The Management of Low Back Pain In Pregnancy
Introduction[edit | edit source]
Around 45% and 75% of pregnant women are said to experience low back pain at some point during their pregnancy,  this type of low back pain can be present in the pelvic girdle, between the posterior iliac crest, gluteal fold and/or in the general lumbar spine region. It is thought to occur due to hormonal, circulatory and mechanical changes and as a result, the quality of life of the pregnant woman is affected. 
Prenatal is a period of time prior to birth, this is a critical phase for fetal development; therefore, it is important that the mother’s nutritional needs are met to ensure the health growth of the embryo or fetus. 
The term Postpartum (also known as postnatal) refers to the first six weeks immediately after birth of an infant,  this is a significant phase in the mothers and babies’ lives, it’s the period of adjustments to parenthood and the start of life long bond within the family and the wider community.
Epidemiology[edit | edit source]
The global prevalence is high yet ranges from 25-90% in the United States of America, Europe and some regions of Africa, with the highest rates recorded in Brazil and Sweden. This is because there is currently no universally recognised classification system for the condition. It usually occurs in the second trimester (gestational 22 week average), although pain continues for up to three years in 20% of women postpartum. It is estimated that 1/3 of women will suffer from severe pain, reporting that 80% impacts their quality of life, sleep and 10% causing an inability to work. A cross-sectional study consisting of 400 pregnant women found that 75.3% experienced LBP, reporting a mean Visual Analog Scale (VAS) score of 4.91 ±1.88. Despite a sufficient sample size, the generalisability is limited and the classification of pain, type and localisation were subjectively assessed. 
Aetiology[edit | edit source]
The aetiology is poorly understood due to the multifactorial nature, but suggested theories are associated with biochemical, vascular and hormonal changes during pregnancy. Although no true consensus regarding the risk factors, those most common include, young age, pelvic trauma, 'hunchback' posture, gestational weight gain, chronic LBP and previous history of LBP in pregnancy.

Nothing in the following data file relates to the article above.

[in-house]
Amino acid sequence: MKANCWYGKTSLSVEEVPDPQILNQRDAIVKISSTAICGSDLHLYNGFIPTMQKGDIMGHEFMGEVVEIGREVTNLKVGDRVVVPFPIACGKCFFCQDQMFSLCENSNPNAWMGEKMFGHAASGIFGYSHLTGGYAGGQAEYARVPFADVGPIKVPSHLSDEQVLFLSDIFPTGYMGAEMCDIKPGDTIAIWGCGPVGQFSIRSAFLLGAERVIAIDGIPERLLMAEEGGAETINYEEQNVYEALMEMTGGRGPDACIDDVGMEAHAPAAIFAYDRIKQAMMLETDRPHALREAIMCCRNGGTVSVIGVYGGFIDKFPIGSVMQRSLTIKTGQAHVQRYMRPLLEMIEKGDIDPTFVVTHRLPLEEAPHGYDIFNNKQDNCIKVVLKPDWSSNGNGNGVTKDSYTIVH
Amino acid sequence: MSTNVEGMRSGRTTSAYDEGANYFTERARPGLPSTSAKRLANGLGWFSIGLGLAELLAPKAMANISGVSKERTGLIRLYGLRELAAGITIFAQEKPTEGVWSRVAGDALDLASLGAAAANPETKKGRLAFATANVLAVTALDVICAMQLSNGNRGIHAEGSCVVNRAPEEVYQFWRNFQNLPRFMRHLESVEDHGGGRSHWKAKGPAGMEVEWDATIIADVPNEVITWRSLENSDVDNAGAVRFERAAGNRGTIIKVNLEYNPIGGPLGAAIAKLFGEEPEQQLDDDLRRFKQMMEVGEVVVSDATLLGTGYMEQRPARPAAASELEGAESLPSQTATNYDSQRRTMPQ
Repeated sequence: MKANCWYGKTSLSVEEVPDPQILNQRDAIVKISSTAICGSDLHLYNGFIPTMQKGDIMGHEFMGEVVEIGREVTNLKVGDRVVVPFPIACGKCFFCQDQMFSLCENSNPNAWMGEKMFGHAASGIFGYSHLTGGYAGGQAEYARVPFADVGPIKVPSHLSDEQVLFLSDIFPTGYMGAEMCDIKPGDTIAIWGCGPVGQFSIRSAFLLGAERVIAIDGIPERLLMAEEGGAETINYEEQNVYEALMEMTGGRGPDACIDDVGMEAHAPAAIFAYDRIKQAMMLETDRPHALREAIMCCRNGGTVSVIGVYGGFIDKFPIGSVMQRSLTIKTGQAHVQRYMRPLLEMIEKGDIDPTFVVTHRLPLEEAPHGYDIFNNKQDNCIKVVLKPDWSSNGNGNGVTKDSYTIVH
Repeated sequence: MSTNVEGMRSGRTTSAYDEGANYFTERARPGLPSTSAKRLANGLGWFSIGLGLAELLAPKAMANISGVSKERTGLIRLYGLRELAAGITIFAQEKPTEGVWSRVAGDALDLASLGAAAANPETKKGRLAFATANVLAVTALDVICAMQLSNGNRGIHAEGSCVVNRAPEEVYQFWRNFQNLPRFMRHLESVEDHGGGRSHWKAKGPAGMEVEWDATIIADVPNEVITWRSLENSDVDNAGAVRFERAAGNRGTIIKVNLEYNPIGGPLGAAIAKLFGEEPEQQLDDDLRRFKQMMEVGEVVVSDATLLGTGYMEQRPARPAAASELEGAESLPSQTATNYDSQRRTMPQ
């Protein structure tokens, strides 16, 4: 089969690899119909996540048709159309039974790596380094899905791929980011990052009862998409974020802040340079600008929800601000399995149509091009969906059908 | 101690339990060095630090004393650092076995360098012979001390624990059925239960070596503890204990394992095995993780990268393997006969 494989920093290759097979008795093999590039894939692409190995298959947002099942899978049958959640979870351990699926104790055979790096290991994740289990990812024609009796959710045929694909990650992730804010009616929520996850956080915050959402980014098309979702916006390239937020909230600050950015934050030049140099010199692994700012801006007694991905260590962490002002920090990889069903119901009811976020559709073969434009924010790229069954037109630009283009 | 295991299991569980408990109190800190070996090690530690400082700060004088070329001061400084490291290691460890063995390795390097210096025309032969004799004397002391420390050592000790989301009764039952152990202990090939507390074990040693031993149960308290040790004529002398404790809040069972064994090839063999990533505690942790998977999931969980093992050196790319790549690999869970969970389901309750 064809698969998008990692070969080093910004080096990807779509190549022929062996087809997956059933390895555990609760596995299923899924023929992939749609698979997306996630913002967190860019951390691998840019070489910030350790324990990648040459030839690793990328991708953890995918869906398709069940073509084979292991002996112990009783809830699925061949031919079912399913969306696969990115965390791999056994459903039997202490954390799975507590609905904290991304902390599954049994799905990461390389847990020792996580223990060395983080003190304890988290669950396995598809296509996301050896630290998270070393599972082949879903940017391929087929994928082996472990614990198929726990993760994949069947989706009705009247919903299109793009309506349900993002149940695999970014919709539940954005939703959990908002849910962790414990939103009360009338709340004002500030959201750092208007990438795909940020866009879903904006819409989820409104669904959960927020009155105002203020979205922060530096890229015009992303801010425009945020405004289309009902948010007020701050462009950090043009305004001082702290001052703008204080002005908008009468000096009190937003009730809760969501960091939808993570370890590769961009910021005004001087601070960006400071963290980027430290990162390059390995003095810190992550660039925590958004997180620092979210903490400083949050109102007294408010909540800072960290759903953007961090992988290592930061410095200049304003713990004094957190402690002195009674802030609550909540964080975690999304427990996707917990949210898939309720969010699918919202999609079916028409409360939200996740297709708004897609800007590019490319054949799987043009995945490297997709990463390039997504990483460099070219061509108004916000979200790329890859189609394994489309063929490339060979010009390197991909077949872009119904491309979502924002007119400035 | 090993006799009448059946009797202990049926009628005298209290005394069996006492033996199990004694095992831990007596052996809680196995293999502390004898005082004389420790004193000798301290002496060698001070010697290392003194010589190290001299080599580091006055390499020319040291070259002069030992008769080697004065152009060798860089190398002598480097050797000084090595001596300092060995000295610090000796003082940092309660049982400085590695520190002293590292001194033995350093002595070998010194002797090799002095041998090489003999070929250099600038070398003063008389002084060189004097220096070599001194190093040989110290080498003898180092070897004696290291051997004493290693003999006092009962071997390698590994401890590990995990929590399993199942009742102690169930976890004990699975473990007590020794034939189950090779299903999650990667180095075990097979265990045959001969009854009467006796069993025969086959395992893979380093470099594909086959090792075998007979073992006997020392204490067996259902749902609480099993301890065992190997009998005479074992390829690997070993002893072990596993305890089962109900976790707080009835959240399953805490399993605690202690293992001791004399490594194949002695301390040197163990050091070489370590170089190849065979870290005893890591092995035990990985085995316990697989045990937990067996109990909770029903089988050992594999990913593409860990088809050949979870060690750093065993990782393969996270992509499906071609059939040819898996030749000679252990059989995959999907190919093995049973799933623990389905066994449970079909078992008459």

Management Techniques[edit | edit source]
Various non-pharmacological Rx options[edit | edit source]
Back pain in pregnancy is treated differently depending on the stage of pregnancy, the underlying cause, aggravating factors and the involvement of other medical conditions such as diabetes or heart problems.
Postural correction 
- Supported side-sleeping
- Lumbar roll while sitting
- Limiting standing and walking
- Healthy pregnant women can exercise for at least 150 minutes per week or 20-30 minutes of moderate to intense aerobic activity 
- Aquatic therapy
- Acupuncture 
Any low intensity, relaxation activity
Yoga[edit | edit source]
Yoga is a form of complementary and alternative medicine, incorporating fluid transitions of poses to promote increased joint range of motion, flexibility, muscular strength and balance. This is coupled with deep breathing exercises and meditation to facilitate mental relaxation, concentration and introspection. Yoga is widely recognised having 300 million people practicing worldwide, encompassing 7% of women during pregnancy. It is a low impact and easily modifiable exercise, being suitable for pregnant women. It has found to be effective in managing LBP during pregnancy, thought to have a similar mechanism of action for those with non-specific LBP, though with minor modifications. Despite current gaps in the literature, interest and awareness is growing due to effects on quality of life and societal costs such as, days lost at work, disability payments and workers' compensation.
A Cochrane Review investigated various interventions for preventing and treating low back and pelvic pain during pregnancy. This included 34 randomised controlled trials (RCTs) consisting of 5121 pregnant women aged 16-45 years old. Primary outcome measures were pain intensity, back or pelvic related functional disability, sick leave and adverse effects. Two authors independently assessed studies and disagreement resolved through consulting a third assessor. It revealed that an 8-12 week exercise programme with yoga poses reduced the risk of pregnant women reporting LBP by 44% and sick leave by 24%. Overall, it was regarded as low quality due to heterogeneity in study designs and varied results, precluding the ability to pool data. Additionally, publication bias and selective reporting were unable to be ruled out. Further research is required to ensure confidence in utilising this treatment option. However, this has been disputed by a systematic review recently conducted by Koukoulithras et al. (2021) finding that yoga was not effective to improve long-term pregnancy related LBP nor statistically significant. But, the small population sample size limited conclusions able to be drawn.
A RCT of 60 pregnant women ranging from 14-40 years old found that 1 hour of Hatha yoga practice per week for 10 weeks significantly lowered lumbo-pelvic pain on the VAS (p<o.0058) compared to postural orientation exercises. Also, lumbar pain provocation tests showed a gradual decreased response throughout the sessions. Yoga was shown to be of most benefit in women suffering from LBP coupled with anxiety, depression, stress and sleep disturbances. Also, associated with more comfort and shorter duration of first stage labour. It concluded that yoga is a safe and fetal tolerated therapeutic intervention for LBP in both first time and higher risk pregnancies, with no adverse events reported.